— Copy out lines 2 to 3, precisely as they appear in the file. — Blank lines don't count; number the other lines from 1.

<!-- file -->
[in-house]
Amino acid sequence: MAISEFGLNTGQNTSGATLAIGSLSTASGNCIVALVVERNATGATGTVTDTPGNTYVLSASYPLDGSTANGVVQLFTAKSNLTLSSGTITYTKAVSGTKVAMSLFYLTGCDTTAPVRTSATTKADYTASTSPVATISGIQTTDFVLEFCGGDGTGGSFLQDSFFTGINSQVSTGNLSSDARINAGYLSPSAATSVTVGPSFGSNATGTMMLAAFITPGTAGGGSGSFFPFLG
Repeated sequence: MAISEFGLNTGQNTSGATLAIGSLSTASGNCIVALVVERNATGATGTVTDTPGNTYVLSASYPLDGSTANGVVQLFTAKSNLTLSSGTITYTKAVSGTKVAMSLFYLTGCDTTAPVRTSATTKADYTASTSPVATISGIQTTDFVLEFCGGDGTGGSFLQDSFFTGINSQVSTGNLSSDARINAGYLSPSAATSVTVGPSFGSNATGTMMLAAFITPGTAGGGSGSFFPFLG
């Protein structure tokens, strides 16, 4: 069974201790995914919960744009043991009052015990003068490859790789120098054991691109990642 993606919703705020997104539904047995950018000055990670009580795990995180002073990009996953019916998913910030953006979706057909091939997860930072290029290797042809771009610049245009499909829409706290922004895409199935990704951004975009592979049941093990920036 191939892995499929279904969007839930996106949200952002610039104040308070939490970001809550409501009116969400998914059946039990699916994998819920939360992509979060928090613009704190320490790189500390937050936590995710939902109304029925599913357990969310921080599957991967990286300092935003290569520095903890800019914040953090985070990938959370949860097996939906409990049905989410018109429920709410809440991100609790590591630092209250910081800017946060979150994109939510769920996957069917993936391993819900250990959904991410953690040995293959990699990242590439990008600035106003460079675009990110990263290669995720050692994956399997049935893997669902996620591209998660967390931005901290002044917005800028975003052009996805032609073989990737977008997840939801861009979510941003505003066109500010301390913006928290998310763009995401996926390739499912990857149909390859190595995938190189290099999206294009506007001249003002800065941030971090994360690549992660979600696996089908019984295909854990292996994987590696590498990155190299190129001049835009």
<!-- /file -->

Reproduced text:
Amino acid sequence: MAISEFGLNTGQNTSGATLAIGSLSTASGNCIVALVVERNATGATGTVTDTPGNTYVLSASYPLDGSTANGVVQLFTAKSNLTLSSGTITYTKAVSGTKVAMSLFYLTGCDTTAPVRTSATTKADYTASTSPVATISGIQTTDFVLEFCGGDGTGGSFLQDSFFTGINSQVSTGNLSSDARINAGYLSPSAATSVTVGPSFGSNATGTMMLAAFITPGTAGGGSGSFFPFLG
Repeated sequence: MAISEFGLNTGQNTSGATLAIGSLSTASGNCIVALVVERNATGATGTVTDTPGNTYVLSASYPLDGSTANGVVQLFTAKSNLTLSSGTITYTKAVSGTKVAMSLFYLTGCDTTAPVRTSATTKADYTASTSPVATISGIQTTDFVLEFCGGDGTGGSFLQDSFFTGINSQVSTGNLSSDARINAGYLSPSAATSVTVGPSFGSNATGTMMLAAFITPGTAGGGSGSFFPFLG